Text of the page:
A Metaphysical Rumination

The other day I was talking to a gringo neighbor and at one point, though I don’t recall what elicited the subject, he asked me if I believed in the concept of reincarnation.

My answer was that all things in the universe are composed of essentially two elements, matter and energy. The human body is, thus, composed of matter and energy. Relative to our energy component, the first law of thermodynamics holds that energy can neither be created nor destroyed but may change form (i.e. heat to electrical energy).

It seems plausible to me, I continued in my metaphysical rumination, that the material body is the generator of the energy necessary to fuel the mind; that is, to provide the electricity, through the metabolic process, that fires through the synapses from neuron to neuron in a process that enables mental functions. Without the body the mind could not be; likewise, without the mind to instruct fuel intake the body would cease to be.

It also seems plausible that what is called the mind consists of all the information received over a life time (such as thoughts, memories, and emotions) encoded, judiciously edited, stored in or on, and retrieved from, subatomic particles somewhere in the brain, or within the electromagnetic pulses resulting from particle interactions. For if our thoughts, memories, and emotions were material entities, wouldn’t a brain continually increase in size over a lifetime as it incorporates more and more information?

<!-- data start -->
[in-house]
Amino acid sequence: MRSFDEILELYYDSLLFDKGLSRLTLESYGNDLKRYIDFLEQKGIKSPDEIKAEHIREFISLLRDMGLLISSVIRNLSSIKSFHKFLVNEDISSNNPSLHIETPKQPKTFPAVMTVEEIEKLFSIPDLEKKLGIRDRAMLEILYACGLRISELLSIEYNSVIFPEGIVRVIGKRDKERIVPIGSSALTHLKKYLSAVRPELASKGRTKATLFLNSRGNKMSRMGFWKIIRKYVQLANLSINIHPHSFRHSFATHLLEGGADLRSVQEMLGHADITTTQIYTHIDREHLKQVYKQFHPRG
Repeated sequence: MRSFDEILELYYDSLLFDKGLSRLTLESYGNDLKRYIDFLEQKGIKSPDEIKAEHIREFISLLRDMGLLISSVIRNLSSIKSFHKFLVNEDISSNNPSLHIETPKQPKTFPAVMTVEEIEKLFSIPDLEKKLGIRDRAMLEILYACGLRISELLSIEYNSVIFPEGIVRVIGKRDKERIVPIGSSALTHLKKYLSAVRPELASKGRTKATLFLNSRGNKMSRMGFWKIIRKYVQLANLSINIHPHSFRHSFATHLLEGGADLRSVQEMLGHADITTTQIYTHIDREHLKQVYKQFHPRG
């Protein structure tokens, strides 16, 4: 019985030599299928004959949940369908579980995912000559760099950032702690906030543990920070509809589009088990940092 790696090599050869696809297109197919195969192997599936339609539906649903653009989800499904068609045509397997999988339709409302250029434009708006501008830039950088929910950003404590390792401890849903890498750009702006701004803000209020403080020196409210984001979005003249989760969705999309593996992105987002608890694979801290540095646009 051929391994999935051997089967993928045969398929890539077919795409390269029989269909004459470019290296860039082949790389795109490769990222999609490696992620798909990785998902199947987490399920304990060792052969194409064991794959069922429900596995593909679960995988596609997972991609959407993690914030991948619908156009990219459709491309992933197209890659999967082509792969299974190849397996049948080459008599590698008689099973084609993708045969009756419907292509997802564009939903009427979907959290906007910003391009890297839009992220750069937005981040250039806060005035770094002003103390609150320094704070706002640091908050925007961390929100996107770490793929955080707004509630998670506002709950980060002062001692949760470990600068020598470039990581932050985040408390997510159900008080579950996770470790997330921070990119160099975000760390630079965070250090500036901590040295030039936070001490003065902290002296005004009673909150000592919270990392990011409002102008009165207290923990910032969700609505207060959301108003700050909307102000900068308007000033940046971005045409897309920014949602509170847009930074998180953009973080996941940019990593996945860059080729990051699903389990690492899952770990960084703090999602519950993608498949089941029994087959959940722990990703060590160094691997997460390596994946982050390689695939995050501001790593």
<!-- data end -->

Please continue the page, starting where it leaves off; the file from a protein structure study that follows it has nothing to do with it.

When we die, I continued, the matter component of us composts while our energy is released in the form of heat to float about the atmosphere changing form, perhaps repeatedly for millennia upon millennia, and some is perhaps incorporated into a new life.

It seems to me that with the energy released upon a death goes all of the information amassed over the erstwhile lifetime and when the energy possessed by a former life is incorporated into a new life a portion of that information is included.

Thus, I speculate, explains the concept of collective memory and the feelings that some folks have that they have lived a former life.


1 Comment

Filed under Iconoflatulence, Metaphysical Rumination

One response to “A Metaphysical Rumination

  1. Life Long Harborite

    I concur

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